• Being flexible and teaching flexibility.
High Functioning Autism (A complete guide)

Applied Behavior Analysis (ABA)

This approach is based on behaviorist theories (learning principles) that systematically target desired and disruptive behaviors through a system of rewards and consequences.

It has been proven through research that this type of therapy uses reinforcement as the main way of improving social, communication and the process of learning new skills.

There are different types of interventions based on Applied Behavior Analysis principles, here we mention a few that have proven to be highly effective when treating people with ASD:

  • Discrete Trial Training (DTT): this is a teaching method characterized by breaking down the skill meant to be taught by using discrete trials. 
  • Early Intensive Behavioral Intervention (EIBI): this type of intervention uses the principles of Applied Behavior Analysis to teach adaptive behaviors to young children with Autism Spectrum Disorder. 
  • Pivotal Response Treatment (PRT): this type of intervention consists of Applied Behavior Analysis (ABA) principles, to teach (within a naturalistic teaching format) people with Autism Spectrum Disorder (ASD), functional social/communicative and adaptive behaviors.
  • Verbal Behavior Intervention (VBI): this type of intervention encourages people with Autism Spectrum Disorder (ASD) to learn language by associating to its purpose. Meaning, children or young adults can learn that “using language” can help in getting desired results or objects.

Limitations to the Applied Behavior Analysis Interventions 

 the required amount of time invested to see results, also, there could be questionable generalizability of the skills being taught and can also derive in lack of motivation. Additional limitations of these types of interventions are the cost of these intensive therapies, which can be substantial, given the intensive nature of treatment (usually 20+ hours a week).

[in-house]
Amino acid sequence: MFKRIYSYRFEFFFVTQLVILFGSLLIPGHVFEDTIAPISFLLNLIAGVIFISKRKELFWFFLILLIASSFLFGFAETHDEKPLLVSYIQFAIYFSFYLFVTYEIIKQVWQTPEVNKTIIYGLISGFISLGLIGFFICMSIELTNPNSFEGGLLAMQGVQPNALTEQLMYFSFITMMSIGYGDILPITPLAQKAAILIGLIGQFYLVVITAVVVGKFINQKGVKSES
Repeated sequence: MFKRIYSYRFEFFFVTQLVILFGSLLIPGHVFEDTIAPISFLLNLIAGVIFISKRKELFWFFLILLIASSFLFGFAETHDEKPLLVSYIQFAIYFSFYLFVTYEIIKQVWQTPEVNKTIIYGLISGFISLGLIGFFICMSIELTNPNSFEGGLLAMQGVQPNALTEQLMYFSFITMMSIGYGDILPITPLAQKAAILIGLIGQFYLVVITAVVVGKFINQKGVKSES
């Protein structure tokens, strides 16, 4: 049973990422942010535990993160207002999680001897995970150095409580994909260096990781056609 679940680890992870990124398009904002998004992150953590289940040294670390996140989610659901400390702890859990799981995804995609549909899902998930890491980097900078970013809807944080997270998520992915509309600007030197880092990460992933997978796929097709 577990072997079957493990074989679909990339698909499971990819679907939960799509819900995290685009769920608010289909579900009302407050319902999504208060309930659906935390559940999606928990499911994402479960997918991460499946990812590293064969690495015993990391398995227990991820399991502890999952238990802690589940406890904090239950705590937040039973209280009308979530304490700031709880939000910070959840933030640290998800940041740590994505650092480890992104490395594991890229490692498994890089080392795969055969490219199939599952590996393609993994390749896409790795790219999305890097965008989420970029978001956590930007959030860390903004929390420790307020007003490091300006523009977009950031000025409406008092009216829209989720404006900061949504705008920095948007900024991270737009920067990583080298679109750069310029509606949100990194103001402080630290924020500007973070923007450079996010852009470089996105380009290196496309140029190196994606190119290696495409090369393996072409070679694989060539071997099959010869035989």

Occupational Therapy

Occupational therapy teaches daily life skills (to achieve a certain level of independence) such as dressing, bathing, eating and how to interact with other people. 

Sensory Integration Therapy

Since one of the main characteristics of people with autism is heightened sensory overload. Within Sensory integration, therapy, the main idea is to help the person to deal with sensory information (sight, touch, sounds, and smells). 

Speech Therapy

Speech therapy helps to improve communication skills, where some might be able to learn verbal communication skills and others, can start learning and using gestures or picture boards as a way of communication.

Therapeutic Horseback Riding

This is also referred to as “hippotherapy.” The idea is for the therapist to guide the child while it rides a horse. Riding is considered a form of physical therapy because the rider needs to react and adjust to the movements of the horse. Research shows it helps children from ages 5 to 16 improve their social and speaking skills and in addition, it can also help with symptoms such as irritability and hyperactivity.

Where can I find professionals specialized in autism therapy?

There are many organizations and research-based centers that can provide specialized in a range of options on autism therapy for children and adults, but here we just mention two of them:

The main idea is to ask as many questions as you can to make sure they are the right fit and for you have the certainty that they can actually help you either because you have a child with autism or you have been diagnosed with an autism spectrum disorder.

High Functioning Autism (A complete guide)

Autism and medication: another option related to autism therapy?